Cheetam History, Family Crest & Coats of Arms

The name Cheetam has a long Anglo-Saxon heritage. The name comes from when a family lived in Cheetham, in the county of Lancashire. It is from the place-name Cheetham that the family name is derived.

Early Origins of the Cheetam family

The surname Cheetam was first found in Lancashire at Cheetham, a township, in the parish and union of Manchester, hundred of Salford. [1] Now part of Greater Manchester, Cheetham dates back to the late 12th century and literally meant "homestead or village by the wood called Chet," from the Celtic word "ced" meaning "forest" and the Old English word "ham." [2] The ancient archeological site Cheetham Close, a megalithic site and scheduled ancient monument is nearby and is generally thought to have been a druidical ritual place with a Roman road passed 'within two hundred yards' of the megalith. As far as the surname is concerned, one of the first records was Geoffrey de Chetham who was listed in the Assize Rolls of Lancashire in 1246. Over one hundred years later, Thomas de Cheteham was listed in Lancashire in 1394. [3] Another branch of the family was found at Allerton in Lancashire. "At the time of the Domesday Survey, three thanes held 'Alretune;' which was in the possession of Geoffrey de Chetham in the reign of Henry III." [1]

Important Dates for the Cheetam family

This web page shows only a small excerpt of our Cheetam research. Another 58 words (4 lines of text) covering the years 1580, 1653, 1580, 1648, 1653, 1640 and 1692 are included under the topic Early Cheetam History in all our PDF Extended History products and printed products wherever possible.

Cheetam Spelling Variations

Spelling variations in names were a common occurrence before English spelling was standardized a few hundred years ago. In the Middle Ages, even the literate spelled their names differently as the English language incorporated elements of French, Latin, and other European languages. Many variations of the name Cheetam have been found, including Chetham, Cheetham, Cheetam, Cheetum and others.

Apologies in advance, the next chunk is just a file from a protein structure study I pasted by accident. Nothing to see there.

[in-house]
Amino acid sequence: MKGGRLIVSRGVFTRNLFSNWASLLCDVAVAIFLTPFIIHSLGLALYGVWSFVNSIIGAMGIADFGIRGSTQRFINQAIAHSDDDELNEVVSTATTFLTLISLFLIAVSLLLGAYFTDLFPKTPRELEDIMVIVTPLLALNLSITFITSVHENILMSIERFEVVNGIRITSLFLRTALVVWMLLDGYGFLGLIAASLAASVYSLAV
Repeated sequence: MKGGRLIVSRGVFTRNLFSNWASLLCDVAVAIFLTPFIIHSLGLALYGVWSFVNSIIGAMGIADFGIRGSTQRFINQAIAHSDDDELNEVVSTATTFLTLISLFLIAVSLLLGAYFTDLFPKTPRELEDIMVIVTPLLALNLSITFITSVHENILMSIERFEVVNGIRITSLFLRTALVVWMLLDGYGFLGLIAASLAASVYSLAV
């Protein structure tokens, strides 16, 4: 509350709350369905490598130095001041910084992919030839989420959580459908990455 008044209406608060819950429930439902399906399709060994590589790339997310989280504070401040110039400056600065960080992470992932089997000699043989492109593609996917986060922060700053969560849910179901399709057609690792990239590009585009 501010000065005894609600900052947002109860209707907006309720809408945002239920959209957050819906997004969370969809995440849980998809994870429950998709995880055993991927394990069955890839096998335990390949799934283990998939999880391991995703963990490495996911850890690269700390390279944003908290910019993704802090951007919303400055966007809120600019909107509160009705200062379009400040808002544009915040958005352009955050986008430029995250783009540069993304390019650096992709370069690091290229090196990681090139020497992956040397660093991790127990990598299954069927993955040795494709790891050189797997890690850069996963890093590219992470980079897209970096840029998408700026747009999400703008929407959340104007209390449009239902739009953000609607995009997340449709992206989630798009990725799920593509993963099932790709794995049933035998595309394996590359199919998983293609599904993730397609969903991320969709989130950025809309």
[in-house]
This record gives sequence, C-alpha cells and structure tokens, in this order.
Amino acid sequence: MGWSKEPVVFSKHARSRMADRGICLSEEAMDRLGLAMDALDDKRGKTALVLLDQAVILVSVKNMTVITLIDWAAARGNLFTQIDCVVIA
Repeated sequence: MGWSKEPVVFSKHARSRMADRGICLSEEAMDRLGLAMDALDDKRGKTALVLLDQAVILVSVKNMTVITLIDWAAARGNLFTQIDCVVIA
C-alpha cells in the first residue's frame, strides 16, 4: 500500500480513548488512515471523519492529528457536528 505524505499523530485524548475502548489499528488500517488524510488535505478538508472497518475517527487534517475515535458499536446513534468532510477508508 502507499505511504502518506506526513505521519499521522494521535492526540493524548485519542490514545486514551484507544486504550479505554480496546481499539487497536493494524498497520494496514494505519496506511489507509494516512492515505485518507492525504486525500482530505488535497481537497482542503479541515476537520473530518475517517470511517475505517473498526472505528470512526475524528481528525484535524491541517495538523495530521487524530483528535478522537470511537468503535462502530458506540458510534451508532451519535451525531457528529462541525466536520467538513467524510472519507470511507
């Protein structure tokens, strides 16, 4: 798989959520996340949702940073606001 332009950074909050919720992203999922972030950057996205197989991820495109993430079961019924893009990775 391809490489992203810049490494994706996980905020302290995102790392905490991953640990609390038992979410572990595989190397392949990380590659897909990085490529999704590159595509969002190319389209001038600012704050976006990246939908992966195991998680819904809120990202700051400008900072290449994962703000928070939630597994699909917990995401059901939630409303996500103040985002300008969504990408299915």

Early Notables of the Cheetam family (pre 1700)

Notables of this surname at this time include: Sir Edward Chetham; and Colonel John Chetham of Southhill House in Somerset, from a branch of the Derbyshire family. Humphrey Chetham, (1580-1653), was founder of the Chetham Hospital and Library, fifth son of Henry Chetham of Crumpsall Hall, near Mandiester, a prosperous merchant of that town. He was baptised at the collegiate church of Manchester on 10 July 1580. He received his education at the Manchester grammar school under Dr. Thomas Cogan. "For several years before his death he had 'taken up and maintained' twenty-two poor boys of Manchester, Salford, and Droylsden; and...
Another 99 words (7 lines of text) are included under the topic Early Cheetam Notables in all our PDF Extended History products and printed products wherever possible.

Migration of the Cheetam family to Ireland

Some of the Cheetam family moved to Ireland, but this topic is not covered in this excerpt. More information about their life in Ireland is included in all our PDF Extended History products and printed products wherever possible.

Migration of the Cheetam family

Families began migrating abroad in enormous numbers because of the political and religious discontent in England. Often faced with persecution and starvation in England, the possibilities of the New World attracted many English people. Although the ocean trips took many lives, those who did get to North America were instrumental in building the necessary groundwork for what would become for new powerful nations. Some of the first immigrants to cross the Atlantic and come to North America bore the name Cheetam, or a variant listed above: Samuel and William Chettum who settled in New England in 1748; Philip Chetham arrived in Philadelphia in 1811; Edward, James, John, Thomas, and William Cheetham all arrived in Philadelphia between 1800 and 1860..

Citations

  1. ^ Lewis, Samuel, A Topographical Dictionary of England. Institute of Historical Research, 1848, Print.
  2. ^ Mills, A.D., Dictionary of English Place-Names. Oxford: Oxford University Press, 1991. Print. (ISBN 0-19-869156-4)
  3. ^ Reaney, P.H and R.M. Wilson, A Dictionary of English Surnames. London: Routledge, 1991. Print. (ISBN 0-415-05737-X)
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